daily Broadcast

Teach Them to Manage Their Money, Part 2

From the series Priceless Christmas

When it comes to gifts, who doesn’t like getting cash? We can all use more money, right? The question is, what are you going to do with those dollars when you get them? Chip gets very practical as we look at how to manage our money and at the same time give our children a priceless Christmas gift this year.

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Message Transcript

Here’s the New Testament command. I want to pick it up at about verse 9 to give you a little bit of context. And as you look at that here’s what I want you to hear.

Jesus has just given another one of His parables. And as you read the New Testament you realize, “Jesus, You’re killing us!  All you ever do is talk about money, money, money.” But He’s really not talking about money or asking people for it. He’s talking about heart issues, He’s talking about mission, He’s talking about values.

And in chapter 16, it’s the parable of the shrewd manager. And I’m not going to read it but the gist of it is a man manages the portfolio of his master. And back then, instead of 401(k)s and all these remainder trusts, it was olive oil and wheat, etcetera. And so, his master finds out that he’s cheating him. So, he tells the guy, “Look, you’re going to get fired. You can’t manage my portfolio, my money, anymore.” And the guy comes to the conclusion, “You know, I’m too weak to dig. I’m too proud to beg. I’ve got to come up with a way to use this little window of time, from the time he told me I’m going to get fired to the time that I actually get fired to set me up financially.”

So, he pulls in one of the creditors and says, “How much do you owe my master?” And he says, “Like, you know, eight hundred barrels of olive oil.” He says, “Quick, put a line through it, let’s make it four hundred. And how much wheat do you owe?” “About, you know, a thousand measures.” “You know, cut it in half. Or, you know, eight hundred and we’ll do that.”

And so basically what he does is he takes this tiny window of time between getting fired and being out of a job, and what he does during that time is he sets himself up for future stability and prosperity.

And his master commended the dishonest manager because he had acted shrewdly. He didn’t commend him because it was right or good or moral. But it was smart. And then Jesus said, “For the people of this world are more shrewd in the dealings with their kind than are the people of the children of the light.”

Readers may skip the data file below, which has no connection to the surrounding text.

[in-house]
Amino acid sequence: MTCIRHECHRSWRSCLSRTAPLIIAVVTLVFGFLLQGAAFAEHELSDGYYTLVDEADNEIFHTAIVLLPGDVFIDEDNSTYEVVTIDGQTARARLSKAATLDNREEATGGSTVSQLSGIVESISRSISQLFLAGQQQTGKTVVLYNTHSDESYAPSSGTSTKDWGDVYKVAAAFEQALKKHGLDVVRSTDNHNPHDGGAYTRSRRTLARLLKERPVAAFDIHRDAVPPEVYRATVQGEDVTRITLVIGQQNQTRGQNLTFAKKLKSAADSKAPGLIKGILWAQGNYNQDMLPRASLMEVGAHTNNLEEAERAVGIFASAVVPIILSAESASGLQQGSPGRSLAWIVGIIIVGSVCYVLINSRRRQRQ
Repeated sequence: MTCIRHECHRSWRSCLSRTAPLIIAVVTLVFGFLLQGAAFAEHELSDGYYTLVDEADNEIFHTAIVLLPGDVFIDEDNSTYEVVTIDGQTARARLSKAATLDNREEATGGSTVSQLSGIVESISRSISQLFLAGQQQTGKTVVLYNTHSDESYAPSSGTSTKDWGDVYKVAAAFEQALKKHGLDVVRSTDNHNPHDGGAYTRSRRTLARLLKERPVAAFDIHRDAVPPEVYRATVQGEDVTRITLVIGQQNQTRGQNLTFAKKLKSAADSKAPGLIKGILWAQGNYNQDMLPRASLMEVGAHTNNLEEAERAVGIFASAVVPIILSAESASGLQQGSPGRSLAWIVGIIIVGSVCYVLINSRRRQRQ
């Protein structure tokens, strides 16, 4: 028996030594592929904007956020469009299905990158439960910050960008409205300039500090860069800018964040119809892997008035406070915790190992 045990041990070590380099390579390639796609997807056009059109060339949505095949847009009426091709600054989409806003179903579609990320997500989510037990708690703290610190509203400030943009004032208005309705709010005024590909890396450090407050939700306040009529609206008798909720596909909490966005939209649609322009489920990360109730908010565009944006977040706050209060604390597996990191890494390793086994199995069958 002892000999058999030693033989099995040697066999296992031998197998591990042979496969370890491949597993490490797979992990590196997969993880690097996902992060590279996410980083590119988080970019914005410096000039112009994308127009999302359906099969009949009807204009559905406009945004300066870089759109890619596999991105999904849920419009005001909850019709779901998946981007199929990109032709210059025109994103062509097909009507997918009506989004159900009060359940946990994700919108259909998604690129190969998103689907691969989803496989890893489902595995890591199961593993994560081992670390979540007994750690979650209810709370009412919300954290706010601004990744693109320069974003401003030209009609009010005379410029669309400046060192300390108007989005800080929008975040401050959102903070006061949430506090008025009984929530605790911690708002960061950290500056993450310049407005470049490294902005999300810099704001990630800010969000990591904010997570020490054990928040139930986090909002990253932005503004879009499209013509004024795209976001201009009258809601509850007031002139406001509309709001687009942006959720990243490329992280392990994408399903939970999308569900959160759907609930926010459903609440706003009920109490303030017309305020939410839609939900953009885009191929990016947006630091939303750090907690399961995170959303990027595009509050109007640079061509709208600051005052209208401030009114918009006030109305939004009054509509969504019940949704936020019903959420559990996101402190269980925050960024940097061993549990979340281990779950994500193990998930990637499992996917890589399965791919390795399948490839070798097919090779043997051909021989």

But He makes this application: “I tell you the truth,” here’s what Jesus says to do with your wealth, “use worldly wealth to gain friends for yourselves, so that when it’s gone, you’ll be welcomed into eternal dwellings.”

In other words, Jesus says, “Have an eternal perspective about wealth,” you know, live, enjoy what God gives you, stay out of debt, and then use your money during this little window called time to generously promote what God is doing so that when you enter into eternity there’s a large group of people saying, “I wanted to high-five you; your generosity was a part of me getting here.”

And then He makes the principle. He says, “Whoever can be trusted with very little can be trusted also in much, but whoever is dishonest or unjust with very little will be dishonest in much. If you haven’t been trustworthy in handling worldly wealth, who will trust you with true riches?” And the “true riches” that He’s talking about are spiritual riches and relationships and the things that really matter.

“And if you haven’t been trustworthy with someone else’s property, who will give you property of your own?” And then here’s His command. And this is so cut and dried, it’s so clear, and then we’ll talk about how to apply it. “No servant can serve two masters. He will either love the one and hate the other, or he’ll be devoted to one and despise the other. You cannot serve God and money both.

“The Pharisees,” the religious elites of the day, “who loved money, heard this and they were sneering at Jesus. And He said to them, ‘You are ones who justify yourselves in the eyes of men, but God knows your heart.” Now listen to this, “What is highly esteemed among men is detestable in the sight of God.”

So much of the prestige, the security, the stuff, the “what we drive,” the “who we want to impress,” what’s highly esteemed among men is detestable in the sight of God.

And so you need to hear the Spirit of the living God, especially if you have younger children, and especially if your children are still in the home, but even after, to put His arm around you and say, “I’ll tell you what, let’s get on a journey and give your kids or the people in your small group, this Christmas, a priceless gift.”

And the priceless gift is you teach them to manage their money biblically. And here’s the gift they will hold in their hands: They will learn to manage their money wisely.